Even when governments are interested in making available data that is relevant to civil society, it can be a struggle to get quality information on matters of public interest. “Not all government agencies are aware of importance of publishing data online,” said one I4C network member. “Most often, they employ older generation specialists who consider newspapers as the main source of information and provide access to information only upon request.” Because of this, many projects Counterpart funded focus on data capture, research to fill information gaps, and building more reference points for public campaigns. I4C members have developed databases about attacks against LGBT+ communities (Argentina), tracked internet shutdowns (Tajikistan), and developed websites to showcase both government (Kyrgyzstan) and civil society (Guatemala) spending and activities.
3. Civil Society Organization Capacity
The world is an increasingly complicated place, and CSOs need to develop more skills and capacities in order to succeed. “Capacity building is number one for sure,” said Mouna Ben Garga, the lead of the CIVICUS team dedicated to supporting the Innovation for Change network. CSOs need to be able to handle everything from managing operations, to collecting and managing data, to handling digital security, and innovating in their processes, or they risk falling behind and failing to meet their objectives.
To that end, much of the Innovation For Change network’s efforts have been dedicated to measuring CSO capacity and making concrete improvements. The Afghan CSO Porsesh developed the Civil Society Innovation Index to help CSOs identify ways they can innovate better. Makaia developed a service for measuring and building an organization’s digital transformation. Wingu’s service measures digital skill capacity and recommends tools and skills to acquire. ICD and Transparencia por Colombia even created tool to measure and improve CSO accountability in order to improve trust. By creating resources for improving capacity, network members can help each other to improve.
2. Internet Freedom Restrictions
From the restriction of freedom expression online, to censorship and intimidation, and to mass surveillance of citizens online, civil society faces a new era of Digital Authoritarianism. As governments seek to control their citizens through technology, CSOs struggle to act, coordinate, and communicate safely. In an age when websites are blocked and messages are monitored, CSOs aren’t sure how to work together to campaign, what information they can send safely, or where they can upload their files. Last year, as the Central Asia hub’s Innovation Festival took place in Kazakhstan, government Internet shutdowns hampered the coverage of violent suppression of protests outside.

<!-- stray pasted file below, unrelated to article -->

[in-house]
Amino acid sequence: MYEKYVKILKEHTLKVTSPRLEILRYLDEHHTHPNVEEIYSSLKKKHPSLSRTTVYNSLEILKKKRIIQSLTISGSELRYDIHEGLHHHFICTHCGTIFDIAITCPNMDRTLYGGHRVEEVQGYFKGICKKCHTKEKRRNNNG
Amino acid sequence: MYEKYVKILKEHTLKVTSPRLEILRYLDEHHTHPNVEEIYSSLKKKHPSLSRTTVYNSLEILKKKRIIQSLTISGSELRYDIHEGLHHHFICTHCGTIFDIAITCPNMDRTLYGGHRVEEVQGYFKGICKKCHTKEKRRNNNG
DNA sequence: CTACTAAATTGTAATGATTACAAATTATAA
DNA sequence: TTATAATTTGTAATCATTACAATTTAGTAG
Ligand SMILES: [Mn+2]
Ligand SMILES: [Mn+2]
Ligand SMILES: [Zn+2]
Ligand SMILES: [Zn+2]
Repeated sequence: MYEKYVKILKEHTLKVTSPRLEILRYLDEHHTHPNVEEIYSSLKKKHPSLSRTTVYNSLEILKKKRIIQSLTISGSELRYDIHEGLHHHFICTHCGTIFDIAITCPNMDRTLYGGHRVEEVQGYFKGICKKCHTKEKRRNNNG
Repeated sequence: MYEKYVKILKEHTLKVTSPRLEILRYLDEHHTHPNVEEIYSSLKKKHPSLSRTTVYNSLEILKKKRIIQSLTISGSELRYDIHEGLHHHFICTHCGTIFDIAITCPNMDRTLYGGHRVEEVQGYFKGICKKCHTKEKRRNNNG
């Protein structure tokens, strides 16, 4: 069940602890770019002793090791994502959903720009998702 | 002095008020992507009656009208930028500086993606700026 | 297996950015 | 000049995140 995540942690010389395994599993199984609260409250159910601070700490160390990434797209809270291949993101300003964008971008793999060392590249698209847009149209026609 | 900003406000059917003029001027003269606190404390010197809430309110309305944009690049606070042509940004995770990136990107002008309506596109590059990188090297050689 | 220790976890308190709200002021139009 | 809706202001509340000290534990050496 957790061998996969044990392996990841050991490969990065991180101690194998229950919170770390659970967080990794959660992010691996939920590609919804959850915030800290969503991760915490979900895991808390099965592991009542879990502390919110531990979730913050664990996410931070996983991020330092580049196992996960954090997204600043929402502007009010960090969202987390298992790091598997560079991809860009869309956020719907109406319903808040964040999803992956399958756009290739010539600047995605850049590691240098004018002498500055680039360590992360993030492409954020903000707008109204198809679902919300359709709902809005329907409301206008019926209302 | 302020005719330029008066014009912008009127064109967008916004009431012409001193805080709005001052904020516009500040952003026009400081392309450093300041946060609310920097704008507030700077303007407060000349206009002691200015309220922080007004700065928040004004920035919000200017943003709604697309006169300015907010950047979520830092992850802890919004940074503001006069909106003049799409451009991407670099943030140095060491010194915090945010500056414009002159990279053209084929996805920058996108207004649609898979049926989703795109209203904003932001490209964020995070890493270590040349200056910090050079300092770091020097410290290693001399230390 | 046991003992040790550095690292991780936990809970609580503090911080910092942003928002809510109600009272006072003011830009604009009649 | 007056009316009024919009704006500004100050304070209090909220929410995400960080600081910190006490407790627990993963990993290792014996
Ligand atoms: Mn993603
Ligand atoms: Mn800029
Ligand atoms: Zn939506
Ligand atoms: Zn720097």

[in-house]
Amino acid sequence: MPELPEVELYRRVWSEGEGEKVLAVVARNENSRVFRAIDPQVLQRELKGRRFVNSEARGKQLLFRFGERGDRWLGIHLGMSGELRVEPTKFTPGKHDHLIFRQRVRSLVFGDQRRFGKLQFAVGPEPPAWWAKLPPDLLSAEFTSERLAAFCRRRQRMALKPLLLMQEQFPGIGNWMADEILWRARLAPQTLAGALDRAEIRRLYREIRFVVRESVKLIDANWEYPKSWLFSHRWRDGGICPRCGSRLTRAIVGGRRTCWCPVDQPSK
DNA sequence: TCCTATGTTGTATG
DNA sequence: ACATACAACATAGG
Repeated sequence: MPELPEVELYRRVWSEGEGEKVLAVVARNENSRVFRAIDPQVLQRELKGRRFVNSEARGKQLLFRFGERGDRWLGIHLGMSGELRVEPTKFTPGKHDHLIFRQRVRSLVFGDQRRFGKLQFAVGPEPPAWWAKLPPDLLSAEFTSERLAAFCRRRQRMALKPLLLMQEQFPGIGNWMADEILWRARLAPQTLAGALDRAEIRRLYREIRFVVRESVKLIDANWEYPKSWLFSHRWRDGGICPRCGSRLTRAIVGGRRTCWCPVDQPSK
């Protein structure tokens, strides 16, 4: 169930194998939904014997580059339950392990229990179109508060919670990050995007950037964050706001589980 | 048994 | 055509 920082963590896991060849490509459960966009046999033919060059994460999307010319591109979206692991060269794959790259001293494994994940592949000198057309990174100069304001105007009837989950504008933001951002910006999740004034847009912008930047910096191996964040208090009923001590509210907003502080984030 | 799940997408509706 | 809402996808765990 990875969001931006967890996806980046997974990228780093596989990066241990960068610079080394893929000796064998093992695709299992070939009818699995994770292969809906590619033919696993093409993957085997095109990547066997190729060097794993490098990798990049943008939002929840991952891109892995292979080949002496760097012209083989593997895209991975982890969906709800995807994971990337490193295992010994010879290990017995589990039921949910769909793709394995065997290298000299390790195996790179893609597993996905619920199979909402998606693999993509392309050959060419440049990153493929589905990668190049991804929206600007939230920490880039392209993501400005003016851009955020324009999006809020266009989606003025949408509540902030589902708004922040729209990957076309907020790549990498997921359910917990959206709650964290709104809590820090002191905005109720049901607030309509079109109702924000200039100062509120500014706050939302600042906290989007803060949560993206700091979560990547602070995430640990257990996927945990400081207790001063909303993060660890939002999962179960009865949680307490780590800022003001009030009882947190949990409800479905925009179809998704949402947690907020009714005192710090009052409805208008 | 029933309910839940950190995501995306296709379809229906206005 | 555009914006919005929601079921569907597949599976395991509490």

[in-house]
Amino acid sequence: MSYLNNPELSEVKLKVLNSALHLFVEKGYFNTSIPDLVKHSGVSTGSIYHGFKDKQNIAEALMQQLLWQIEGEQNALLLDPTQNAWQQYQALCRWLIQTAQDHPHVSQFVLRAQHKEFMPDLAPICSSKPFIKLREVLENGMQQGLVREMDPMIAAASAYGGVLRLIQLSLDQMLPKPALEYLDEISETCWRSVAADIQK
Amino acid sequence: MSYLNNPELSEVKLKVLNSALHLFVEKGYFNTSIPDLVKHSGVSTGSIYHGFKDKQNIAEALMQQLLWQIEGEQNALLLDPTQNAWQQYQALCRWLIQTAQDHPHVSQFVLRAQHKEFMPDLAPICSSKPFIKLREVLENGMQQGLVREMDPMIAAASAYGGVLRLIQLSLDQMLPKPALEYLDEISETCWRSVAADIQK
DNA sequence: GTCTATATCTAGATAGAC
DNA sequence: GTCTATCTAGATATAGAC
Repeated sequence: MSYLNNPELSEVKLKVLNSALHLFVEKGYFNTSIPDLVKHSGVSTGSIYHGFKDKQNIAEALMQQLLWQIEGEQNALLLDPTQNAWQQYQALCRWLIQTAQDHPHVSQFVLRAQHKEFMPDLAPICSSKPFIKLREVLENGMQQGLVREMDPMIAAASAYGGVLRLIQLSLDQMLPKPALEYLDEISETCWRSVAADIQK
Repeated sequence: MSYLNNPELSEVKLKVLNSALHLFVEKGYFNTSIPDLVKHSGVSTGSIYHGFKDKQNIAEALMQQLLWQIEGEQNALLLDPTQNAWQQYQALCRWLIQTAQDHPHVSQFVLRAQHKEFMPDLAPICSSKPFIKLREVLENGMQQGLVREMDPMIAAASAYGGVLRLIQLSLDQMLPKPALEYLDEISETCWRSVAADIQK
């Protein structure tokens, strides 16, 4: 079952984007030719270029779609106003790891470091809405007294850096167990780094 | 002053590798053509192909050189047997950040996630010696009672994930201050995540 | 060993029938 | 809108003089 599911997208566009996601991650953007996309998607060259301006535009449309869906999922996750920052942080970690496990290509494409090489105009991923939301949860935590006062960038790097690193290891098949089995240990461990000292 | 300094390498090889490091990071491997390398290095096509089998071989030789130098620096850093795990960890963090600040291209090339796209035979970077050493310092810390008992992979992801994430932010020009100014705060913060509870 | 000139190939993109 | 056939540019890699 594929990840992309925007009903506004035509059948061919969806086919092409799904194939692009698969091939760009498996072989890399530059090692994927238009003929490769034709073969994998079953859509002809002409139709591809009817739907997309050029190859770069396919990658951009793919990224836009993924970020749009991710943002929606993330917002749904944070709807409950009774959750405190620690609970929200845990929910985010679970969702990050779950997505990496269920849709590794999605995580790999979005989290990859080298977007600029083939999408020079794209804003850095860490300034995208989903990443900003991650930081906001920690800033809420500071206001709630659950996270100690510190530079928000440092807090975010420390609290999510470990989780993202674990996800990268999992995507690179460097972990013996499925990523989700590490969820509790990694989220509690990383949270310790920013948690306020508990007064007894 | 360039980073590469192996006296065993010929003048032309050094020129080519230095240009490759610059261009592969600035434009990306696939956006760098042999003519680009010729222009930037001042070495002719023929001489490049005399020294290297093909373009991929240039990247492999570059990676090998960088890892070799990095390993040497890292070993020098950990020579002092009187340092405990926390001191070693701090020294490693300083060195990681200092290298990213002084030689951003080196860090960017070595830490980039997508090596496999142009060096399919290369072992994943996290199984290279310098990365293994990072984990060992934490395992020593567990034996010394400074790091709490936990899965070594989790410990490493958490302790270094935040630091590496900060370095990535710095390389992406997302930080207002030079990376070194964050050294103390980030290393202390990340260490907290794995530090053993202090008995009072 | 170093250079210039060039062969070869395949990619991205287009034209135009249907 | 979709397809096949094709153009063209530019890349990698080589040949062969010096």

Much of the work of Innovation for Change network has been to prepare for the threats of the digital world. Network members have organized almost 30 digital security trainings for nearly 450 people across MENA, South, Central, and East Asia. Citizens have learned to use better tools and better practices to navigate a difficult world.
CSOs have long struggled to diversify their funding streams and achieve sustainability in their journey to self-reliance. CSOs often lack the capacity to develop clear, well-thought-out proposals for funding. International politics also play a role. A major source of income for many CSO has been funding from foreign donors – either traditional government and foundation bodies, or funds obtained through online donations from international networks. Governments have increasingly sought to clamp down on foreign contributions to local nonprofits, claiming such funding makes them instruments of external powers and undermining recipient legitimacy.
To address financial pressures, network members have used a variety of methods. Social Innovations Advisory (SIA) in East Asia, WASCI in Africa, and SMEX in MENA have each created guides and other documents related to fundraising. SIA created a number of repository of case studies and a guide for obtaining alternative sources finance. WASCI created a similar guidebook for the Africa context, and SMEX developed an overview of the state of crowdfunding in MENA. Other organizations have taken a different tack – Innpactia created a Project Writing Wizard that guides young organizations in developing proposals.
It is not easy being part of an organization defending civic space in the world today, but members of the Innovation for Change network and CSOs around the world are working hard to try to make the world a better place.